• Joint replacement surgery. Joints that have been severely damaged by psoriatic arthritis can be replaced with artificial prostheses made of metal and plastic.

Clinical trials

Explore Mayo Clinic studies testing new treatments, interventions and tests as a means to prevent, detect, treat or manage this disease.

Lifestyle and home remedies

  • Protect your joints. Changing the way you carry out everyday tasks can make a tremendous difference in how you feel.

    For example, you can avoid straining your finger joints by using gadgets such as jar openers to twist the lids from jars, by lifting heavy pans or other objects with both hands, and by pushing doors open with your whole body instead of just your fingers.

  • Maintain a healthy weight. Maintaining a healthy weight places less strain on your joints, leading to reduced pain and increased energy and mobility.

    Losing weight if needed can also help your medications work better. Some psoriatic arthritis medications are less effective in people who have a body mass index of 25.0 to 29.9 (overweight).

    The best way to increase nutrients while limiting calories is to eat more plant-based foods — fruits, vegetables and whole grains.

  • Exercise regularly. Exercise can help keep your joints flexible and your muscles strong. Types of exercises that are less stressful on joints include biking, swimming and walking.
  • Stop smoking. Smoking is associated with a higher risk of developing psoriasis and with more-severe symptoms of psoriasis.
  • Limit alcohol use. Alcohol can increase your risk of psoriasis, decrease the effectiveness of your treatment and increase side effects from some medications, such as methotrexate.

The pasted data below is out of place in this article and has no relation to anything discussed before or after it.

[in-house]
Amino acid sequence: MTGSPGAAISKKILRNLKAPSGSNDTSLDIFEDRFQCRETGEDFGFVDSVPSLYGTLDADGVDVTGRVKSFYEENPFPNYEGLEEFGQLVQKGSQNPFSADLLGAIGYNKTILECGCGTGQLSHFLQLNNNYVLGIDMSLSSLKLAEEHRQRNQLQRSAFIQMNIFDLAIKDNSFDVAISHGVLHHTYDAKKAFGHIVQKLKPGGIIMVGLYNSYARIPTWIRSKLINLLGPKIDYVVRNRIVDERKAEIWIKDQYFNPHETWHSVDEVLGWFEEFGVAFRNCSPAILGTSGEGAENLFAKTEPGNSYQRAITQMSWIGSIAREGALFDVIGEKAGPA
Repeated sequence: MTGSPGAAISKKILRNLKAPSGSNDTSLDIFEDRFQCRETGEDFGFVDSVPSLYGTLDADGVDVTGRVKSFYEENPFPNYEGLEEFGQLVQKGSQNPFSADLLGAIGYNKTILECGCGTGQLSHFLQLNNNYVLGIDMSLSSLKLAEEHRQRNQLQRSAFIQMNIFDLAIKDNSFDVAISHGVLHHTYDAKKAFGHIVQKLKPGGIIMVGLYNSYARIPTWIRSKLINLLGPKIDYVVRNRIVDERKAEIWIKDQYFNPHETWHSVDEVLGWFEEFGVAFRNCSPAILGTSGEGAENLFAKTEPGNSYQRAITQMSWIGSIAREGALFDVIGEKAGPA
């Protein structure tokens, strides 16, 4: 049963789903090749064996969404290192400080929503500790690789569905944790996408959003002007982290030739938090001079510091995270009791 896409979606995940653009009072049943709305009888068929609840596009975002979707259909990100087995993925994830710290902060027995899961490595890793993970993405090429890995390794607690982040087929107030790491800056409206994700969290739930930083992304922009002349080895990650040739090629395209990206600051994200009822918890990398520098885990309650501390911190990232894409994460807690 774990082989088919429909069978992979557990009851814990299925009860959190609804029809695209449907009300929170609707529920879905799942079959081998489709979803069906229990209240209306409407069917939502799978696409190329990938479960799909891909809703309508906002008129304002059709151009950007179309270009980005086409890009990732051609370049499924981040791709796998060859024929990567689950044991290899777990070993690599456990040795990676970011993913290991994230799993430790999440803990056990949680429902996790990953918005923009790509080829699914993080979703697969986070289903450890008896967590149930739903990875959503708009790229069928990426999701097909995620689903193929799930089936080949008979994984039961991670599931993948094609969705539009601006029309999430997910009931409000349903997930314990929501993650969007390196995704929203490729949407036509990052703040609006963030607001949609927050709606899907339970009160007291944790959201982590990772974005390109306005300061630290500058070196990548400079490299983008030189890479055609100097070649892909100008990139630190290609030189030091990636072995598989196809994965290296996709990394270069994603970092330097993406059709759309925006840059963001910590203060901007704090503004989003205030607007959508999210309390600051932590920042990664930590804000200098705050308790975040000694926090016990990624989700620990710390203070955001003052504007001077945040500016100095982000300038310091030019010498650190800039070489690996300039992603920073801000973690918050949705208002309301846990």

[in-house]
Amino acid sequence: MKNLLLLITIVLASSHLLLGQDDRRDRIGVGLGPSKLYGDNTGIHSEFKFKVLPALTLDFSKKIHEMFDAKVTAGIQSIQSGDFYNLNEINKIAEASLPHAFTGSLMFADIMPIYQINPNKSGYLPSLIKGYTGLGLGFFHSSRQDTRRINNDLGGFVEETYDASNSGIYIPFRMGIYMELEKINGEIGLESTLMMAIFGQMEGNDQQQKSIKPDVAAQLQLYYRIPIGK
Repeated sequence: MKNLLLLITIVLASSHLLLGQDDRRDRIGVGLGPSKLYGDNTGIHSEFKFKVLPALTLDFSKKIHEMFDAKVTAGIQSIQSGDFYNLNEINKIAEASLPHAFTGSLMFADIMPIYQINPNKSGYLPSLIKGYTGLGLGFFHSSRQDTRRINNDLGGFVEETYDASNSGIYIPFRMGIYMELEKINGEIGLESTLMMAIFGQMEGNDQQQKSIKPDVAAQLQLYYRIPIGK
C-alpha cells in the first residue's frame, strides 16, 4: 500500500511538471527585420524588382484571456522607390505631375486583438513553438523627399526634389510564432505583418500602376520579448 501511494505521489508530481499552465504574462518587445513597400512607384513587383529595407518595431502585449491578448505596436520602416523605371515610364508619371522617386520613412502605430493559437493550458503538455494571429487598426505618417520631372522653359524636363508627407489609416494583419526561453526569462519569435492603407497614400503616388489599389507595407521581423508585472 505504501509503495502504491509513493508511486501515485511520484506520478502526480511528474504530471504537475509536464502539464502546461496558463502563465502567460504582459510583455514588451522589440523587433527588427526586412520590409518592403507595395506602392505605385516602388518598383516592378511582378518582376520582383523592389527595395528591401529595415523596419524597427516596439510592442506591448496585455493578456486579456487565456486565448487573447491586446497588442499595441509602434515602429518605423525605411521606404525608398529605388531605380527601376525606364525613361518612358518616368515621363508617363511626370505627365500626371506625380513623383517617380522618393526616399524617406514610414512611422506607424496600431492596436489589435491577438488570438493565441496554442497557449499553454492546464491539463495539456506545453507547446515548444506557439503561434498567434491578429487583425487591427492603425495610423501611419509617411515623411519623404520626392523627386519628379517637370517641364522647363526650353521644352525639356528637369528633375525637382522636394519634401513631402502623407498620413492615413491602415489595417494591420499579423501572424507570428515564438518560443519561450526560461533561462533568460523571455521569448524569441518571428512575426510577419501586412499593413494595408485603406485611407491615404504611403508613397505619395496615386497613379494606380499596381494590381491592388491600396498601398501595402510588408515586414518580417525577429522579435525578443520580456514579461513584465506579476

• Pace yourself. Battling pain and inflammation can leave you feeling exhausted. In addition, some arthritis medications can cause fatigue.

    The key isn't to stop being active entirely, but to rest before you become too tired. Divide exercise or work activities into short segments. Find time to relax several times throughout the day.

Coping and support

Psoriatic arthritis can be particularly discouraging because the emotional pain that psoriasis can cause is compounded by joint pain and, in some cases, disability.

The support of friends and family can make a tremendous difference when you're facing the physical and psychological challenges of psoriatic arthritis. For some people, support groups can offer the same benefits.

A counselor or therapist can help you devise coping strategies to reduce your stress levels. The chemicals your body releases when you're under stress can aggravate both psoriasis and psoriatic arthritis.

Preparing for your appointment

You're likely to first discuss your signs and symptoms with your family doctor. He or she may refer you to a doctor specializing in the treatment of arthritis and related disorders (rheumatologist).

What you can do

Before your appointment, you may want to write a list of answers to the following questions:

  • What types of symptoms are you having? When did they begin?
  • Do you or any of your close family members have psoriasis?
  • Has anyone in your immediate family ever had psoriatic arthritis?
  • What medications and supplements do you take?

You may want to bring a friend or a family member with you to your appointment. It's hard to remember everything about a complicated condition, and another person may remember information that you miss.

What to expect from your doctor

Your doctor might ask some of the following questions:

  • What joints are affected?
  • Are there any activities or positions that make your symptoms better or worse?
  • What treatments have you already tried? Have any of them helped?
Sept. 21, 2019